Emmanuel Macron’s high-stakes gamble


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It is time to end the “fever”. That was how France’s president Emmanuel Macron explained his stunning decision on Sunday to dissolve the National Assembly and call snap legislative polls after the far right won a crushing victory in European parliamentary elections. His pro-EU centrist alliance limped in to a distant second place.

Before this weekend, France’s reckoning with the far right was scheduled for 2027 when Macron steps down. The campaign of Marine Le Pen, leader of the Rassemblement National, to succeed him as president was looking increasingly unstoppable — but still years away. Now that reckoning, with grave implications for France’s democracy and the future of Europe, will come in less than a month.

Macron’s snap election is an extraordinarily risky gamble. His intention appears to be to shake French voters out of their feverish delusions about what the far right would be like in power. The choice between France’s mainstream parties and a nationalist, Eurosceptic, anti-immigrant group whose policies would plunge the country into conflict with the EU ought to be an obvious one. The French may indeed balk at installing an RN government. But too many are bitterly disillusioned with the other parties and contemptuous of Macron for comfort.

A second line of defence is to persuade the other parties to strike electoral pacts to maximise the chances of defeating RN candidates. But Macron has left precious little time for party leaders to thrash out a deal. The president has repeatedly invoked the need to uphold the cordon sanitaire against the far right at all costs, while sometimes neglecting it himself, as in the last parliamentary elections in 2022. He has also done much to demolish France’s traditional centrist parties, although they also have themselves to blame for their fading popularity. They are, understandably, deeply sceptical of his “après moi le déluge” approach.

An unspoken part of Macron’s gamble is the prophylactic effect: if it ends up administering a mild dose of RN in government now, perhaps without an absolute majority, the hope is that it may inoculate French voters against a much more serious dose later, in the shape of Le Pen in the presidency.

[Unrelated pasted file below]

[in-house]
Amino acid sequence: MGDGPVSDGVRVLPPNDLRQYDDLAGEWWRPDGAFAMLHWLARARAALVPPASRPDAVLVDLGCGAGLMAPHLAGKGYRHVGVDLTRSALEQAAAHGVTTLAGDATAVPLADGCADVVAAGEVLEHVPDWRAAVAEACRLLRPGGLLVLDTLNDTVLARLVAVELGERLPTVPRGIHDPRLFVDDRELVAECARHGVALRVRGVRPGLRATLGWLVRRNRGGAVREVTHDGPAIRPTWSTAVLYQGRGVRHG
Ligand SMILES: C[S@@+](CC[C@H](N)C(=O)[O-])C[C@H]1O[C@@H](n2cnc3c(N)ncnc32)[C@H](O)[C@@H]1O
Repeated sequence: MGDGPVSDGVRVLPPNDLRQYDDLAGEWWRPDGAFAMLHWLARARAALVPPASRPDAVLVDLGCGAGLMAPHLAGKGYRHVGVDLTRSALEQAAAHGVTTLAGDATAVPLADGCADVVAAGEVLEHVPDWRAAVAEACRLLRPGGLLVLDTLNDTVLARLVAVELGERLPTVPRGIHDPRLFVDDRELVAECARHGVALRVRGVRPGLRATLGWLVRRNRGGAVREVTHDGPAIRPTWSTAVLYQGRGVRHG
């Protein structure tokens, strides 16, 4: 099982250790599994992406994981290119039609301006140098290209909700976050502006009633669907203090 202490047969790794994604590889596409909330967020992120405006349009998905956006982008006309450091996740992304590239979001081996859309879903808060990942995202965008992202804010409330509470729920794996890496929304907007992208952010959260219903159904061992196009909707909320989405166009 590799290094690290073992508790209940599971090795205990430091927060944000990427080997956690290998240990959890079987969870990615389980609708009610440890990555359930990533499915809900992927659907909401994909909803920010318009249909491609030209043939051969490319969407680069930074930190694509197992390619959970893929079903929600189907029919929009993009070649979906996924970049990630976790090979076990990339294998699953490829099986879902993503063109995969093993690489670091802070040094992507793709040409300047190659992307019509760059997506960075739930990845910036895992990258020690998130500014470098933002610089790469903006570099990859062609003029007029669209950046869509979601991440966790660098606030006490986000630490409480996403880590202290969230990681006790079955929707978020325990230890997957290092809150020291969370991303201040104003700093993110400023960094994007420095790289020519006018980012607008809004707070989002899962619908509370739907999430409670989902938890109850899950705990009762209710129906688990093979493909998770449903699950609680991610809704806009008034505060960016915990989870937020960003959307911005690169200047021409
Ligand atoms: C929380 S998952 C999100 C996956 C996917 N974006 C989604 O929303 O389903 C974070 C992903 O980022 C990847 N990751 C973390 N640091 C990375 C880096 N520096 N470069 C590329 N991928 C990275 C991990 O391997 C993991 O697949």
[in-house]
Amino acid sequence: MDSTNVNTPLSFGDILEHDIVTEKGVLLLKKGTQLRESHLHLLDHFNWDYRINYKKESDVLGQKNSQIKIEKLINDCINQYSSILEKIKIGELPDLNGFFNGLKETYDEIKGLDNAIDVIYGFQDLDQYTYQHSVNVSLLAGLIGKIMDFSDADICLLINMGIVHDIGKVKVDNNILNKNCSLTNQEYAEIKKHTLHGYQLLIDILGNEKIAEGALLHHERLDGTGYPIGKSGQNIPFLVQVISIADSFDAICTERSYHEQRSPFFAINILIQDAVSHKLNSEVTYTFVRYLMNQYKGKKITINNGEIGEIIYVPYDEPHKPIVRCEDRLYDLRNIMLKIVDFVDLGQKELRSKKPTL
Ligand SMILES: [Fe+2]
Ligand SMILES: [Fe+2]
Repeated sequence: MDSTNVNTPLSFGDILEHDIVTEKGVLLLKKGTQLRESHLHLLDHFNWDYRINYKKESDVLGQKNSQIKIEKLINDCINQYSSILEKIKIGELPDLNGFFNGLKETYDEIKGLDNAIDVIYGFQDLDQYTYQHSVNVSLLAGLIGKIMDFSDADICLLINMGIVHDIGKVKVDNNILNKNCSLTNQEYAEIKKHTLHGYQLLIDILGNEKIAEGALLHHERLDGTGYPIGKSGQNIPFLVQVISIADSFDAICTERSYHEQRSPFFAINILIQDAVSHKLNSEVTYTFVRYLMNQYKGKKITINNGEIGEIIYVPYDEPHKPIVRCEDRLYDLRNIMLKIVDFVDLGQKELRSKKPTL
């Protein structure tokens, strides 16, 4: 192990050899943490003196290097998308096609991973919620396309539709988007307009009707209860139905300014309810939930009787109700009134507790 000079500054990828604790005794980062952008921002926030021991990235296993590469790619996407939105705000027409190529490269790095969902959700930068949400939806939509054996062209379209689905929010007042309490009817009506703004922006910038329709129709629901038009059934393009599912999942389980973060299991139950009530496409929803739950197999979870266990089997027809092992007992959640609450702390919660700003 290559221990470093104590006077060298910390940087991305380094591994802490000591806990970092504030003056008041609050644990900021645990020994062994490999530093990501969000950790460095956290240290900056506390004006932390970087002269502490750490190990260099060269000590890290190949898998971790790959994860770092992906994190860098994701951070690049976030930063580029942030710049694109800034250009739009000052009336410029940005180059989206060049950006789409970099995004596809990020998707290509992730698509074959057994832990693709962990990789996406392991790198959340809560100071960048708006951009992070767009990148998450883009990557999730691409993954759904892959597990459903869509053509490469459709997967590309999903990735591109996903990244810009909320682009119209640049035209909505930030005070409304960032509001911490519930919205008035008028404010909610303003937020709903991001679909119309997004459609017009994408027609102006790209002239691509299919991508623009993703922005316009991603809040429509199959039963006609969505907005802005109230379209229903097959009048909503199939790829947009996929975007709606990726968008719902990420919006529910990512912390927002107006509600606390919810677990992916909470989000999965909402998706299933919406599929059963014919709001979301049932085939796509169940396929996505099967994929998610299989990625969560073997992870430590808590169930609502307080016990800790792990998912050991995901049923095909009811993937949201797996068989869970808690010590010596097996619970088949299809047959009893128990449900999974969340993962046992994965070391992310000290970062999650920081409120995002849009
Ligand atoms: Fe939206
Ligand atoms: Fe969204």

As president, Macron could use his position to call out the excesses of an RN-led government. But what if such a government, with Le Pen’s 28-year-old protégé Jordan Bardella as premier, was to moderate in government, as the hard-right Giorgia Meloni has done in Italy? Populist parties elsewhere have been tamed, to a degree, once faced with responsibilities of power (and Donald Trump showed even a chaotic spell for a populist in power does not prevent voters from wanting more). France’s electorate might then be prepared to entrust Le Pen with the presidency in 2027, without the checks on power that exist in Rome. This makes the risks of the far right in power higher in France than in other European countries.

Macron has few risk-free options at this stage. Waiting for the clock to tick down on his presidency, while his centrist government lacks a parliamentary majority, would turn him quickly into a lame duck. There is no succession plan. Whoever wants to replace him, from the political centre, will have to rebuild a winning electoral coalition. Nonetheless, precipitating a fresh vote is still a hazardous venture.

The cordon sanitaire is being stretched across Europe, as Sunday’s elections showed. Some nine EU governments have, or will soon have, the hard right inside or in support. France could be the tenth. With war raging in Europe, competitiveness declining and the urgent need to step up the green transition, the EU needs a France that is fully engaged. If Macron’s wager backfires, it may soon have the opposite.



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